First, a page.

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Top Five Reasons Online Privacy Has Become So Important

Chris Stobing Enemies of the Internet

In 2013 the world was rocked by a trove of classified documents that made their way into the public eye, packed with details covering the most comprehensive international surveillance program ever constructed in modern history.

Leaked by none other than the now-infamous Edward Snowden, the Snowden Leaks uncovered a massive data-mining operation undertaken by the National Security Agency in the United States, and the GCHQ in Britain. This network was designed from the ground up to record as many phone calls, emails, text messages and search queries as it could, vacuuming up petabytes of data per day all in the supposed effort to “fight the war on terror.”

Since the news of programs like PRISM, XKEYSCORE, and MUSCULAR went live, people have been more concerned than ever about their personal privacy – and rightfully so. But it’s been four years since the leaks came out, so why is it still as important to keep your data safe today as it was back then? Read on to find out!

1. ISPs Can Sell Your Data

As if the government spying on you wasn’t bad enough, now it turns out your internet service provider has new incentive to sell your data to anyone willing to pay for it.

The Trump administration has been mired in controversy since taking over the reigns from Obama, so much so that it can be difficult to hear any actual news through all the noise. This may be part of the reason why – despite the original outrage over the NSA leaks – it was so easy for the United States Congress and Senate to sign a bill which essentially gives every ISP in the country the right to legally sell your internet history to whomever they want.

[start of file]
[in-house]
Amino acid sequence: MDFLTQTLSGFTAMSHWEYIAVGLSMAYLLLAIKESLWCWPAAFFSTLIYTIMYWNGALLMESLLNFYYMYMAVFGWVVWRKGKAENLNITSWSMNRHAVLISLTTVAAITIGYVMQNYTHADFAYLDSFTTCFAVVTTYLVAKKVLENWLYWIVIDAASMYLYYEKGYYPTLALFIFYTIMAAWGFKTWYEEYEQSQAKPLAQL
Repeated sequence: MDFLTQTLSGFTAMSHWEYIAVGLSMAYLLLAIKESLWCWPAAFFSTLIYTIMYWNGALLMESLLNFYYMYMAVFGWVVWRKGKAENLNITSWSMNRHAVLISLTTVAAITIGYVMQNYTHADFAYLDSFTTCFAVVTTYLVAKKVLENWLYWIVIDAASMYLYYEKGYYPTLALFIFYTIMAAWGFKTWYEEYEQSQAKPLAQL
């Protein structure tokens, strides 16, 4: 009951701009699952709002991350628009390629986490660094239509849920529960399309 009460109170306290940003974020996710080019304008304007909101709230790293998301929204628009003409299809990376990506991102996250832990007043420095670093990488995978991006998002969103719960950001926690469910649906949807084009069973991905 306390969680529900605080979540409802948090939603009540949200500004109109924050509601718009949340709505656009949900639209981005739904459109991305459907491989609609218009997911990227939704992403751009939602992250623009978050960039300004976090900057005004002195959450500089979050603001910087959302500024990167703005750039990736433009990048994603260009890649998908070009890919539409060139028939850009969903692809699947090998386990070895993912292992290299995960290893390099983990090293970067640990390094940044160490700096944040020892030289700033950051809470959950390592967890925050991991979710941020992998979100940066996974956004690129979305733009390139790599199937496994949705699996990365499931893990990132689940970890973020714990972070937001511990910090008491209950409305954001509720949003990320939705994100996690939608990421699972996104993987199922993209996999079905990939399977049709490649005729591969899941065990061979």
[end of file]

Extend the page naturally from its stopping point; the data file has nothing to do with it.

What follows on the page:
That’s right: your ISP – whether it’s a giant like Comcast or a local provider – is now legally allowed to track, collect, package, and bundle up any data transmitted over their wires and sell it to whomever they like.

The bill was signed into law last month, and now the race is on for every internet service provider in America to collect as much on you as they can while the price for that information is still high. This means both marketers and advertisers will be frothing at the mouth for a whole new range of options when it comes to targeting you and your family for ads through metadata, which is why it’s essential that you take control of your privacy back from your ISP in any way you can.

2. The Fight for Net Neutrality Rages On

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In 2015, the Obama administration passed a comprehensive set of restrictions which imposed limits on how Internet service providers could deliver web content to their customers. The move was seen as a huge victory for net neutrality supporters everywhere, as its core achievement was to reclassify the internet in America as a public utility, rather than a privatized commodity.